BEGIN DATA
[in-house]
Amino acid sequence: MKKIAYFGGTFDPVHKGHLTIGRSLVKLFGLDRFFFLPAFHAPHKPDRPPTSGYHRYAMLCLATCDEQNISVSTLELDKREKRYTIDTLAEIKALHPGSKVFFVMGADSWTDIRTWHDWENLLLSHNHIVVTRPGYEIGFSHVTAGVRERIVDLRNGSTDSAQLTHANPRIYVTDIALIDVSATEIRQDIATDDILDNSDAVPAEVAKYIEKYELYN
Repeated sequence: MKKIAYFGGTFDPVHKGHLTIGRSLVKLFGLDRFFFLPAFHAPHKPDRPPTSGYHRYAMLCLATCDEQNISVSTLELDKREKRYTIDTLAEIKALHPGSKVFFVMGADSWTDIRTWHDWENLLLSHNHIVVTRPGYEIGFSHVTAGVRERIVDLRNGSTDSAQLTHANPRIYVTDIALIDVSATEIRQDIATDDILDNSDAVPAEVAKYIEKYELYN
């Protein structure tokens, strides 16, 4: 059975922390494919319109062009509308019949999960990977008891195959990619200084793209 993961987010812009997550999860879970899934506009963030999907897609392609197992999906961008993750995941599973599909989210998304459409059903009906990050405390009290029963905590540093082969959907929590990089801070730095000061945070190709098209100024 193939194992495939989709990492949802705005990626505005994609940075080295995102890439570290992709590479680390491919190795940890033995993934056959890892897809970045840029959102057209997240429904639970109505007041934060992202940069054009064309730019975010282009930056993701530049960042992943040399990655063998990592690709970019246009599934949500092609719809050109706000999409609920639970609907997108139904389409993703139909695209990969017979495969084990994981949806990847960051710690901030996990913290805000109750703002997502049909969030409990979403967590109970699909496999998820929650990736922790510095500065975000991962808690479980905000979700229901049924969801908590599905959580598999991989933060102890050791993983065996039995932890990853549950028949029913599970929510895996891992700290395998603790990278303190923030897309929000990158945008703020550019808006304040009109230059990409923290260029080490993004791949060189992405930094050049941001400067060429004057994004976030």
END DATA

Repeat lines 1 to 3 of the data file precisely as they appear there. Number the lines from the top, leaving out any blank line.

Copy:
[in-house]
Amino acid sequence: MKKIAYFGGTFDPVHKGHLTIGRSLVKLFGLDRFFFLPAFHAPHKPDRPPTSGYHRYAMLCLATCDEQNISVSTLELDKREKRYTIDTLAEIKALHPGSKVFFVMGADSWTDIRTWHDWENLLLSHNHIVVTRPGYEIGFSHVTAGVRERIVDLRNGSTDSAQLTHANPRIYVTDIALIDVSATEIRQDIATDDILDNSDAVPAEVAKYIEKYELYN
Repeated sequence: MKKIAYFGGTFDPVHKGHLTIGRSLVKLFGLDRFFFLPAFHAPHKPDRPPTSGYHRYAMLCLATCDEQNISVSTLELDKREKRYTIDTLAEIKALHPGSKVFFVMGADSWTDIRTWHDWENLLLSHNHIVVTRPGYEIGFSHVTAGVRERIVDLRNGSTDSAQLTHANPRIYVTDIALIDVSATEIRQDIATDDILDNSDAVPAEVAKYIEKYELYN